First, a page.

Steve Jobs – Kate Winslet – probable, Katherine Waterston is good but it’s not big enough to eclipse Winslet
Room – Joan Allen seems a sure bet for a nomination because of the popularity of Room and the likelihood of Brie Larson’s nomination.
The Danish Girl – Alicia Vikander
Love & Mercy – Elizabeth Banks
The Martian – Jessica Chastain is great in this but the likability of the film overall greatly improves her chances. Kristen Wiig is also in contention here but hers is, despite how funny and great she is usually, has her standing around and nodding a lot.
Youth – Jane Fonda
Suffragette – maybe Helena Bonham Carter (but the role is probably not big enough, ditto Streep),
Trumbo – maybe Helen Mirren
Black Mass – Julianne Nicholson
Bridge of Spies – maybe Amy Ryan
Joy – maybe Virginia Madsen
The Hateful Eight – maybe Jennifer Jason Leigh; star comeback story, lots of press
Concussion – maybe Gugu Mbatha-Raw
Outside the Best Picture circle:
Clouds of Sils Maria – Kristen Stewart (anchored to Juliette Binoche)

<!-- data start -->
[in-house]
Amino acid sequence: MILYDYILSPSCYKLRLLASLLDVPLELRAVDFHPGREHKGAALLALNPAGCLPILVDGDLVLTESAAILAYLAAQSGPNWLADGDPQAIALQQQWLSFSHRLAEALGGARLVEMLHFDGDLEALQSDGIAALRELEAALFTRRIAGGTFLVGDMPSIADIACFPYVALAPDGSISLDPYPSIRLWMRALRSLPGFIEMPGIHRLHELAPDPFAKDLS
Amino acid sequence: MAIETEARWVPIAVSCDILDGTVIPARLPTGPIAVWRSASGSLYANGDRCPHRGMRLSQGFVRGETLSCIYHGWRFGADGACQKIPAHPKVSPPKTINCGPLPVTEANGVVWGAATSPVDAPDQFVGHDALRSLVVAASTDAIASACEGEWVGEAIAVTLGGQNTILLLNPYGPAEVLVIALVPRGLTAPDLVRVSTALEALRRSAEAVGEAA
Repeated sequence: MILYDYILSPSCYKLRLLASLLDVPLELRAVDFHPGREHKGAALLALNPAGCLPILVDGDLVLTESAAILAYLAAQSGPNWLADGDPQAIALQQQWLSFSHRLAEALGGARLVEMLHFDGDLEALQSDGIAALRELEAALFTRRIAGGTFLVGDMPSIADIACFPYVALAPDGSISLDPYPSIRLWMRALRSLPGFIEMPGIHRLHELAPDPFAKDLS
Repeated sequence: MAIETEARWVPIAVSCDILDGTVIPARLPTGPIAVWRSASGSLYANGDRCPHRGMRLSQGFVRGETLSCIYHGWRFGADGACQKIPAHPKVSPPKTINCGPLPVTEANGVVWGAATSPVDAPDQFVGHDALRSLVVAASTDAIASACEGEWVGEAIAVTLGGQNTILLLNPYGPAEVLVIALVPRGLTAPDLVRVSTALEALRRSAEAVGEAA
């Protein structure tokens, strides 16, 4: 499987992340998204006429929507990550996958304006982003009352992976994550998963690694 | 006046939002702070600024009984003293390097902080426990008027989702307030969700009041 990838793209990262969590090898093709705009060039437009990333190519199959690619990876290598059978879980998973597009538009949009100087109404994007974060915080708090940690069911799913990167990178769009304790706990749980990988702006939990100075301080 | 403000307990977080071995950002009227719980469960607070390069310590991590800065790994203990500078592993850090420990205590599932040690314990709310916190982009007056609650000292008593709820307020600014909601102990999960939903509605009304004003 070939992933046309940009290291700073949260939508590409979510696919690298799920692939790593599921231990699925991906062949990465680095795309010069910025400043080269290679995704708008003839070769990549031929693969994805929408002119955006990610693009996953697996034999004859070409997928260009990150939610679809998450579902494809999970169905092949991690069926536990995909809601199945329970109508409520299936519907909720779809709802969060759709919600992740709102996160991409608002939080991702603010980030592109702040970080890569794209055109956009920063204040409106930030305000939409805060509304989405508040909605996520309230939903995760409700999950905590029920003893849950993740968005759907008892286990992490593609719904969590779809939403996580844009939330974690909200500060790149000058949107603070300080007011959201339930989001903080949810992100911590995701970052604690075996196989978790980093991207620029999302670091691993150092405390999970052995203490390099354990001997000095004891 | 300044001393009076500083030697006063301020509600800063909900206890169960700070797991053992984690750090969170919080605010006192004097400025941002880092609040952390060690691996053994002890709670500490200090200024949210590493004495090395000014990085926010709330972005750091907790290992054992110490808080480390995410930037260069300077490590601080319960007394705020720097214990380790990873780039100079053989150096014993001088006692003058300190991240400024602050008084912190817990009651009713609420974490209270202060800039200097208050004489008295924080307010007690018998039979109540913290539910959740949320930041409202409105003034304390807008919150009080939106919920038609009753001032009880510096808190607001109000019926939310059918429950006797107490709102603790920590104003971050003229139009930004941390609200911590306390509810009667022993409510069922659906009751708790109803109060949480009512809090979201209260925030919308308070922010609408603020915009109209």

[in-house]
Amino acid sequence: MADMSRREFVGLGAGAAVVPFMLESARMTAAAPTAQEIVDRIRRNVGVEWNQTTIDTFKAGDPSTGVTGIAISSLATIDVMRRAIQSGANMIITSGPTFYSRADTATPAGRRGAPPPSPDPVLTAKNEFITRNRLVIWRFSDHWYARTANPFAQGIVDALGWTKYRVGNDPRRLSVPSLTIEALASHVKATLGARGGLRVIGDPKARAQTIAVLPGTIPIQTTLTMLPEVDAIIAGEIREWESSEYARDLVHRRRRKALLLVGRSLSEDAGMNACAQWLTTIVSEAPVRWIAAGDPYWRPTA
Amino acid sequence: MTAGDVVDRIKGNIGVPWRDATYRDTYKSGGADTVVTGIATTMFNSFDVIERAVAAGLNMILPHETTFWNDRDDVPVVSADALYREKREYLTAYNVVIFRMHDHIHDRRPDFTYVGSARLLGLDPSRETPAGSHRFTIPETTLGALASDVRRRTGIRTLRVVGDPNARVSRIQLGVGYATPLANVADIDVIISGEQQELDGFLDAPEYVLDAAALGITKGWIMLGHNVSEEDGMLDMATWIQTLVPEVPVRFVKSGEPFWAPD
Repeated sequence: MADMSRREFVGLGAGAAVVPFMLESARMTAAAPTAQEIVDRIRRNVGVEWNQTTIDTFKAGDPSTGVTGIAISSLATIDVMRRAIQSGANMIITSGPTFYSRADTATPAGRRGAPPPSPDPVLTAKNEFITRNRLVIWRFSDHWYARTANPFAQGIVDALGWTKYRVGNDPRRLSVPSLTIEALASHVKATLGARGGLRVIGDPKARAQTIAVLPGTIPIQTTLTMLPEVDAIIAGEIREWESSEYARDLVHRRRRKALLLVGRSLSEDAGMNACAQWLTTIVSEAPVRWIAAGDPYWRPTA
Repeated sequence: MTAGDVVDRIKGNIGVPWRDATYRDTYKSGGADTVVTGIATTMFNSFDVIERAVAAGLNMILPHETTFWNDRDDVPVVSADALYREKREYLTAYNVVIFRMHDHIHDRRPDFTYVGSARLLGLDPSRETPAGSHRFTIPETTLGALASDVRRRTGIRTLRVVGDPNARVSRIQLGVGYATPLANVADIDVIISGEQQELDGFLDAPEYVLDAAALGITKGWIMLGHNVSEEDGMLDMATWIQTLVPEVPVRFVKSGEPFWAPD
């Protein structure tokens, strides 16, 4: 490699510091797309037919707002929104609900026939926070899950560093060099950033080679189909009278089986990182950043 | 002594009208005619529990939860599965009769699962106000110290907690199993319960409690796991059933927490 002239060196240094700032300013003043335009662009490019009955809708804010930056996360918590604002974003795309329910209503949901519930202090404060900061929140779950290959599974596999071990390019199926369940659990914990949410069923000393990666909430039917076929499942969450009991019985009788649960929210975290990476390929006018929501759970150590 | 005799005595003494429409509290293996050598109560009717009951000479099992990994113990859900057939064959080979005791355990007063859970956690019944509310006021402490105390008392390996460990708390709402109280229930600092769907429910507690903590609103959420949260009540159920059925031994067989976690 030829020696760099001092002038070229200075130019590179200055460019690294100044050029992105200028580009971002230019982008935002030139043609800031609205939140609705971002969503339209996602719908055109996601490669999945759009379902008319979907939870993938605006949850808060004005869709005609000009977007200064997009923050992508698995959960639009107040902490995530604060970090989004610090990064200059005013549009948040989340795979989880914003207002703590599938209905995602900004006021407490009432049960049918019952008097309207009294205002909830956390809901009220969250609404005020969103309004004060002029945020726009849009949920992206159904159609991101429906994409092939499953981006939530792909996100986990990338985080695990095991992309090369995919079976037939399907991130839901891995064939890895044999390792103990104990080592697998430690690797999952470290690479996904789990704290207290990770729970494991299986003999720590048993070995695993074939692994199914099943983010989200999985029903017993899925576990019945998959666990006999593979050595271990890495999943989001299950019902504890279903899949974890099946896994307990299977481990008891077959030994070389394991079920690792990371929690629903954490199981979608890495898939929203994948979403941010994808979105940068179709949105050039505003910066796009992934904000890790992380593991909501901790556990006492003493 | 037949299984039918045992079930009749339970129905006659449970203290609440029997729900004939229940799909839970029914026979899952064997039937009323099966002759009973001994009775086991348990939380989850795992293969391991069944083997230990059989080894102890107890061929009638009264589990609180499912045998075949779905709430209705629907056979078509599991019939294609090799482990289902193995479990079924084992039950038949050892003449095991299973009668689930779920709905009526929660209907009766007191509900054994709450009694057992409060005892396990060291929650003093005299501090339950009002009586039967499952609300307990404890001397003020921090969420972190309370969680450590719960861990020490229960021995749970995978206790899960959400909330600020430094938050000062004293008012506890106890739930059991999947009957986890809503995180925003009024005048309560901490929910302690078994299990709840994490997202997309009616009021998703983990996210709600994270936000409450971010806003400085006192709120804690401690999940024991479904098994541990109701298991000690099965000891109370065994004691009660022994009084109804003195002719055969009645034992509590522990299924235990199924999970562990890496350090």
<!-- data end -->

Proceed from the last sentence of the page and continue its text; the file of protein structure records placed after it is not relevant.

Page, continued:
Diary of a Teenage Girl – Kristin Wiig (anchored to Bel Polowy)
Freeheld – Ellen Page (anchored to Julianne Moore)
Mr. Holmes – Laura Linney (anchored to Ian McKellen)
If I had to predict the 10 most likely, I’d probably have to narrow it down to something like this:
- Rooney Mara, Carol
- Alicia Vikander, The Danish Girl
- Elizabeth Banks, Love & Mercy
- Kate Winslet, Steve Jobs
- Jennifer Jason Leigh, Hateful Eight
- Jane Fonda, Youth
- Joan Allen, Room
- Jessica Chastain, The Martian
- Rachel McAdams, Spotlight
- Kristen Stewart, Clouds of Sils Maria
Obviously, this is crushing to have to narrow it down to ten like that. If Alicia Vikander or Rooney Mara “go lead” that opens up a space. It’s really hard to tell how it will go. I keep re-ordering it and then switching names out. Things will become more clear in the coming weeks. But one thing is abundantly clear — the more Best Picture heat the film has, the better the chance of an acting nomination.